pregnancy-loss group (⬍ 10 weeks) and VTE for thrombophilias is currently the gests a potential treatment benefit in
48% in the late fetal-demise group had in- subject of considerable study and debate. screening women with otherwise unex-
creased levels of microparticles. The Though encouraged by some clinicians, plained fetal death for factor V Leiden,
women were not pregnant at the time of routine testing for thrombophilias may be prothrombin G20210A, and functional
the assessment and these findings would of limited clinical value. In contrast, pa- protein S deficiency.
indicate an ongoing preexisting pro- tients presenting with recurrent thrombo- The basic tests for thrombophilia
thrombotic state that may be further en- sis or with thrombosis in the setting of a screening include functional protein C,
hanced during pregnancy. strong family history of VTE may be can- functional protein S, antithrombin III
didates for thrombophilia testing. (AT-III) (functional assay), APC resis-
S CREENING FOR Some obstetricians have recommended tance (or factor V Leiden [polymerase
T HROMBOPHILIA thrombophilia screening in women with chain reaction]), and prothrombin
Patients with a history of thrombosis, unexplained fetal loss at 20 weeks’ gesta- G20210A [polymerase chain reaction]).
whether it is of idiopathic origin or associ- tion or longer, severe preeclampsia or Other screening for acquired thrombo-
ated with pregnancy, with oral contracep- HELLP, severe IUGR (⬍ 5th percentile), philic conditions can include testing for

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TABLE 5
Heparin administration to prevent APO
Author N Drug Patients studied Outcome
Riyazi et al133 26 Nadroparin ⫹ ASA 80 mg Thrombophilia plus prior preeclampsia or Treatment associated with lower rates of
IUGR preeclampsia/IUGR compared with
historical control
................................................................................................................................................................................................................................................................................................................................................................................
134
Brenner et al 50 Enoxaparin Thrombophilia plus recurrent fetal loss Treatment associated with higher live birth
rate compared with historical control
(75% vs 20%)
................................................................................................................................................................................................................................................................................................................................................................................
135
Ogueh et al 24 UFH Thrombophilia plus IUGR or abruption No improvement compared with historical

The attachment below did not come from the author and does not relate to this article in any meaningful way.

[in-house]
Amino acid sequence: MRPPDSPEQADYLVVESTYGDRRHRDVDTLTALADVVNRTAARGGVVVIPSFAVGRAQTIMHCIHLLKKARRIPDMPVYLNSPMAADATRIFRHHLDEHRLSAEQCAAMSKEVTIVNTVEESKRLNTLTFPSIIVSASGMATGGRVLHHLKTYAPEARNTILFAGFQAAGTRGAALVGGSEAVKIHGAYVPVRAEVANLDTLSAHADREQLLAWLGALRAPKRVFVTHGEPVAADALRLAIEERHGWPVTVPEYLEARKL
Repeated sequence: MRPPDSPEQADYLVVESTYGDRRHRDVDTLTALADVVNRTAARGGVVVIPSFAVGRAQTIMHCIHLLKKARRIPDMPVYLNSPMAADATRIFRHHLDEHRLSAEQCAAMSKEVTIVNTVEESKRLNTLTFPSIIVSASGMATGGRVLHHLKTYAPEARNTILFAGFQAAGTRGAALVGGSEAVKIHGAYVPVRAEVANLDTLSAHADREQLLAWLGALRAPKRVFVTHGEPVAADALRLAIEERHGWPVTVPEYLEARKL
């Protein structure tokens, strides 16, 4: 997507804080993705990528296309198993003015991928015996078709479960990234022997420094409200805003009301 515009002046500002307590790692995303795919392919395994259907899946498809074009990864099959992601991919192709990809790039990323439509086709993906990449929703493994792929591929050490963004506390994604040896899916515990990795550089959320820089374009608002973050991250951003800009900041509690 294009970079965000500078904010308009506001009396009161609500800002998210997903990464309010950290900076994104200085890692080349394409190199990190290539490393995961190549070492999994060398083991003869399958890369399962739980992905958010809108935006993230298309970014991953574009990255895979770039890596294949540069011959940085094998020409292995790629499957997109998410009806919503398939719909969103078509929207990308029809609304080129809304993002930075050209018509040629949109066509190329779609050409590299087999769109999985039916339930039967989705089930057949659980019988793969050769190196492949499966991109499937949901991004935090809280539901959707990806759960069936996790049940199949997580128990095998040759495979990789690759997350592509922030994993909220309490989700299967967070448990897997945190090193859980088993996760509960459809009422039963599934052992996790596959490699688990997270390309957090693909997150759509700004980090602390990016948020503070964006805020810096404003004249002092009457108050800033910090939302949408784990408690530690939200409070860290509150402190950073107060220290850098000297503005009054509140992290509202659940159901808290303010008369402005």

control.
................................................................................................................................................................................................................................................................................................................................................................................
Kupferminc et al 136
33 Enoxaparin ⫹ ASA 100 Thrombophilia plus preeclampsia or IUGR Higher birth weight and gestational age at
mg delivery compared with previous
untreated complicated pregnancies.
................................................................................................................................................................................................................................................................................................................................................................................
137
Grandone et al 25 UFH or enoxaparin Thrombophilia plus APO/ Treatment was associated with lower rates
of APO in treated (10%) vs nontreated
(93%) patients.
................................................................................................................................................................................................................................................................................................................................................................................
138
Brenner 183 Enoxaparin Thrombophilia plus recurrent fetal loss Treatment was associated with increased
rate of live birth, and decreased rate of
preeclampsia and abruption compared
with historical control.
................................................................................................................................................................................................................................................................................................................................................................................
Paidas et al 139
41 Enoxaparin, dalteparin, or Thrombophilia plus APO ⬃80% risk reduction in APO compared
UFH with untreated pregnancies.